Animation as an artistic means of expression has long been put to use in the name of politics. Animated films have served as political propaganda, expressed political protest, and dealt with political questions in many genres such as fiction, documentary, and satire. With the digital turn in media production and especially the advent of the so-called ‘Web 2.0’, animation also became a powerful tool in political, educational and/or activist campaigns on the Internet. Online, animation finds wide and diverse audiences who, thanks to the growing availability of software, may even be engaged to produce animations themselves – from automatically generated GIFs that comment on political events to elaborate animated short films.
But what are the characteristics that make animation so prone to political content? In this video essay, we discuss representations of race in selected short animated films. We argue that animation is characterized by a special set of affordances that make it an essentially persuasive, evidential, and argumentative artform: its ability to exaggerate and simplify, to reduce complexity, to reiterate universal symbols, creative metaphors, and powerful iconographies, to provide images for the invisible and the unseeable, and to reveal the constructiveness of any image. By renegotiating the relation between ‘reality’ and ‘imagination’, animation can become a medium of transformation, which is the basis for all (political) change and thought.
The impulses for this video essay were manifold and shaped by several crises. The COVID-19 pandemic hit researchers hard in 2020, teaching and conferences went online. But despite the many restraints and hardships caused by this situation, academia also became more susceptible to, if not demanding of, unconventional, virtual forms of research exchange and collaboration. Around the same time, the Black Lives Matter protests raised global awareness of structural racism and racist crimes. Although the movement predominantly took action in the streets, online videos played an important role in documenting crimes and brutality from the start and, later, to express solidarity with the protesters, educate the public, and commemorate the victims. We were (and are) strongly sympathetic to the anti-racist cause but felt that our insights and influence as white European media scholars were limited. As researchers and educators, however, we decided to center our work on marginalized, non-canonical media (like animation, short film, web video) and to explore their specific potentials (and pitfalls) for anti-racist activism. So when given the time, means, and opportunity, we took the chance to transform an already existing lecture engagement on the topic of animation and politics into our first collaborative video essay and focus specifically on the works by Black artists, activists, and allies.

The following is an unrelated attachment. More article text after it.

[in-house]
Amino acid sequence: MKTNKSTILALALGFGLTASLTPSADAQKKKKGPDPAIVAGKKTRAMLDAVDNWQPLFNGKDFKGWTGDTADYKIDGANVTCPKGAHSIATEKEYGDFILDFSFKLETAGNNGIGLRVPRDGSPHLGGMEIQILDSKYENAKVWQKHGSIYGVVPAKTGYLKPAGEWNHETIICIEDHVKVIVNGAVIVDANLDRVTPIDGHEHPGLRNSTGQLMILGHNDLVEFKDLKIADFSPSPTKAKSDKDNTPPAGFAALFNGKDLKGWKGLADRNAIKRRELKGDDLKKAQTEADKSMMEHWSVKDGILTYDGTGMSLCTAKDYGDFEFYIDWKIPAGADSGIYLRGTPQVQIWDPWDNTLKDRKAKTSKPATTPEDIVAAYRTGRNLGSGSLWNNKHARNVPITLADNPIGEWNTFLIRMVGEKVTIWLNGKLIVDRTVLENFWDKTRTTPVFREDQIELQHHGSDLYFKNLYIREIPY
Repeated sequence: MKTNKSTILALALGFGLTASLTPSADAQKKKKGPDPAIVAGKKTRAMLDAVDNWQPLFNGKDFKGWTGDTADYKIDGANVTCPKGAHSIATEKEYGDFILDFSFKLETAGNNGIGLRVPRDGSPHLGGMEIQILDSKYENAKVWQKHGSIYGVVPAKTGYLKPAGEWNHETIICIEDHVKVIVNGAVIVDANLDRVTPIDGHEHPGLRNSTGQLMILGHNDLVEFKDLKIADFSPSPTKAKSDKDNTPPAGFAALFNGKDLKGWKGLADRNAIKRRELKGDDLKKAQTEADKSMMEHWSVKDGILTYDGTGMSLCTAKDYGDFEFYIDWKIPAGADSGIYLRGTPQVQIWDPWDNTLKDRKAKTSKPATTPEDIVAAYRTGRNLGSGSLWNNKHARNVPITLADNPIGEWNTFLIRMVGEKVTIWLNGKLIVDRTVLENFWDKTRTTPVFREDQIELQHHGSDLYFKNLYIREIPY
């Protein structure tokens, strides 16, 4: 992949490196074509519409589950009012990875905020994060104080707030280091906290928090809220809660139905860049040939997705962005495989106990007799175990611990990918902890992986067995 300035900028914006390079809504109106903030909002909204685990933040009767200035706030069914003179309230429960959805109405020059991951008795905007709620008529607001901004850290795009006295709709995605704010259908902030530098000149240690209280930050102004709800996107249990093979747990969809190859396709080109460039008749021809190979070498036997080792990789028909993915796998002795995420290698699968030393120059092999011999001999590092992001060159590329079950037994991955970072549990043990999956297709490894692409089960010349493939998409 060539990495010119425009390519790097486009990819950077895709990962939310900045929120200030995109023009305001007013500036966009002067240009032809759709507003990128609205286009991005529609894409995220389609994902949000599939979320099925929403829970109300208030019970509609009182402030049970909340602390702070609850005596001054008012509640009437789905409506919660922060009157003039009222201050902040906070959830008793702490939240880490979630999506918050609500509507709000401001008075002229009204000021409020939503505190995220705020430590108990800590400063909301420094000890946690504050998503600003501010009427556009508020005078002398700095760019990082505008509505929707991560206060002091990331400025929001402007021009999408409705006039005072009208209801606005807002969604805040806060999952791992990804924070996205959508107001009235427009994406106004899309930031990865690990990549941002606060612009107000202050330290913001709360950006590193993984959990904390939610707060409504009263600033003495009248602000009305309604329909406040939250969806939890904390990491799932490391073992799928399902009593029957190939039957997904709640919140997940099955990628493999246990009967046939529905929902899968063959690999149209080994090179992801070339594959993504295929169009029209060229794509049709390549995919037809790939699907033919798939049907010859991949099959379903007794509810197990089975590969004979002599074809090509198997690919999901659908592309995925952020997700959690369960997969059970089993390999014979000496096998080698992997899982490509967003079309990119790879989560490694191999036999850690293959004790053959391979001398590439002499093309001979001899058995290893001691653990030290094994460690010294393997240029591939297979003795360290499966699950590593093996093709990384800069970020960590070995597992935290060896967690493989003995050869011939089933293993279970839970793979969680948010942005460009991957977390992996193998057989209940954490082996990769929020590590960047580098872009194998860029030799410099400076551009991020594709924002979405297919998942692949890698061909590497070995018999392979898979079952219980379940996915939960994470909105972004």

Franziska Bruckner (2015), “Hybrid Image, Hybrid Montage: Film Analytical Parameters for Live Action/Animation Hybrids,” Animation: an interdisciplinary journal, 10.1: 22–41.
Eric Herhuth (2019), “Political Animation and Propaganda”. In The Animation Studies Reader, ed. by Nichola Dobson, Annabelle Honess Roe, Any Ratelle, and Caroline Ruddell, 169–179. New York et al.: Bloomsbury.
Maike Sarah Reinerth (2020), “Der kurze Animationsfilm und das Politische,” Der Deutschunterricht 3: 52–61.
Nicholas Sammond (2015), Birth of an Industry: Blackface Minstrelsy and the Rise of American Animation. Durham: Duke University Press Books.
Paul Wells (2002), Genre and Authorship. London et al.: Wallflower.
Dr. Maike Sarah Reinerth is a postdoctoral researcher and was, until recently, also temporary professor at Film University Babelsberg KONRAD WOLF. She is leading the funded network “Animation and Contemporary Media Culture” and, together with Anna-Sophie Philippi, “Creating Knowledge. Videographic-Essayistic Research as an Epistemological Instrument”. Maike’s postdoctoral research deals with animation and politics in online media. She is a founding member and spokesperson of AG Animation, a German-language working group advocating the academic recognition of animation. Selected Publications: “Audiovisual Metaphors and Metonymies of Emotions in Animated Moving Images,” in Animotion. Animating Emotions in the Digital Age (2018, with Kathrin Fahlenbrach); “Political Genres of Online Animation: Genre Theory, Animation Studies, and Digital Media,” in Media and Genre: Dialogues in Aesthetics and Cultural Analysis (2021, forthcoming).
Anna-Sophie Philippi is an academic assistant and Ph.D. candidate at Film University Babelsberg KONRAD WOLF. Together with Dr. Maike Sarah Reinerth, she is currently leading the research project “Creating Knowledge. Videographic-Essayistic Research as an Epistemological Instrument”. In her Ph.D. research, she investigates the aesthetic plurality of Brazilian cinema of the 1970s along poetic concepts such as ‘cannibalism’, ‘hunger’, and ‘orality’. Recently, she co-edited a special issue on Brazilian audiovisual media by the German-language journal montage AV. Anna-Sophie has also been working as a film producer since 2016 and is co-founder of the film production company Contando Films.
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